Dr Gaurav Thukral, Executive Vice President and Chief Operating Officer at Health Care at Home India analyses the legal ramifications of the end of life care in India
It is common to see practising doctors, hospital management, medical administrators and families of patients fraught with the scenario of a patient being at the end of life care (EOLC). Although the Supreme Court legalised the concept of a living will on March 9. 2018, the whole process is quite tedious and difficult to execute.
In such a scenario, given the mistrust between patients, hospitals and doctors, many resort to the traditional methods of LAMA ( leave against medical advice) which denies the right to death with dignity.
The Supreme Court on March 9, 2018 recognised that the right to autonomy, dignity and privacy includes the right to refuse life-sustaining treatment. The Court has granted legal recognition to advance medical directives as an expression of this right. It has recognised that persons should have the right to make decisions regarding the withholding or withdrawal of life-sustaining treatment which will apply in the future, should such persons lose their decision-making capacity.
Although a landmark judgement, it left many things unanswered. Let us look at the role of patients, doctors and hospitals and the best case scenarios given the context today.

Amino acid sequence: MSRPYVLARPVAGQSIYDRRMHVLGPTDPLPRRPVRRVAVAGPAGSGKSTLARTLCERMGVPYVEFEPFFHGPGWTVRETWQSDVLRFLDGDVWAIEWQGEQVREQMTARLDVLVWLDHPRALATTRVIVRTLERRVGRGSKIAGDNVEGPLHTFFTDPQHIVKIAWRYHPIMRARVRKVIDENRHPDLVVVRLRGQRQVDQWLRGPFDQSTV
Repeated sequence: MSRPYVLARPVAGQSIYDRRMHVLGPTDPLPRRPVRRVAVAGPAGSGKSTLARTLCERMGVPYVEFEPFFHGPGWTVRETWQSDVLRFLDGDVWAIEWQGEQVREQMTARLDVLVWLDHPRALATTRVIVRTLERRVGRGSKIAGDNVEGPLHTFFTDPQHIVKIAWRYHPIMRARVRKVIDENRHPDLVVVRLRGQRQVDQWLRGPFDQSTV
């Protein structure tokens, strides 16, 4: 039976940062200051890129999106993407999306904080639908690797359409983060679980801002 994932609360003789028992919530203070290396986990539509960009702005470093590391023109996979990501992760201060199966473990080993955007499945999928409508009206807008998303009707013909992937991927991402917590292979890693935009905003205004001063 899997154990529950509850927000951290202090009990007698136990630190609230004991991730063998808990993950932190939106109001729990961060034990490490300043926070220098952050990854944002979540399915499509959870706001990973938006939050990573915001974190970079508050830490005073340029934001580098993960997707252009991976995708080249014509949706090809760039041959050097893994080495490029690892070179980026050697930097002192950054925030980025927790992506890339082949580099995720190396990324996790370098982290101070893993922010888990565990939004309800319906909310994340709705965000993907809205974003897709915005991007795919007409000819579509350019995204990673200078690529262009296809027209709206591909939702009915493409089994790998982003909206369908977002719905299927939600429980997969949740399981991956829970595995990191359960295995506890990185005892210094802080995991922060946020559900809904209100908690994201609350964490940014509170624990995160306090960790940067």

Citizens wishing to execute a living will
You are a healthy Indian citizen who doesn’t desire to prolong your life on life support equipment, neither do you want your family to take the tough decision of putting an end to your agony. What are the options?
The process laid by SC is as follows:
a) A living will /advance medical directive can be framed in the presence of two witnesses in the best of mental and physical death. Further, this has to be executed by a first-class magistrate.
b) A surrogate can be nominated from outside the family who will get this executed when the situation arises.
But despite the Supreme Court judgement, the government machinery is not aware of this process to ratify a living will. Also, there is no legal format available to frame the living will. So in the meantime,
a. Discuss your wishes with your family;
b. Appoint 1-3 surrogates, preferably from within your family (if not from within your family, state reasons for doing so.)
c. Use any standard format for the Advance Medical Directive.
d. Have it witnessed by two witnesses and your signature attested, all in front of a notary who can verify everybody’s identity.
Doctors who have to execute a living will
As a doctor, you have patients who are a case of end of life care and you have been presented with a living will.
These are the steps to be followed:
a. You need to discuss the situation with the family and surrogate if any
b. Follow the end of life guidelines as per end of life care policy in India
c. Take opinions of two more physicians to execute the AMD
Hospitals which have to implement LOLC
The role of the hospital in such scenarios is the following:
a) Honour the decision of the panel of doctors
b) Get the above decisions periodically reviewed in hospital EOLC committee to prevent and learn from the mistakes
c) Send report to district EOLC committee constituted by the local authorities ( if they exist ).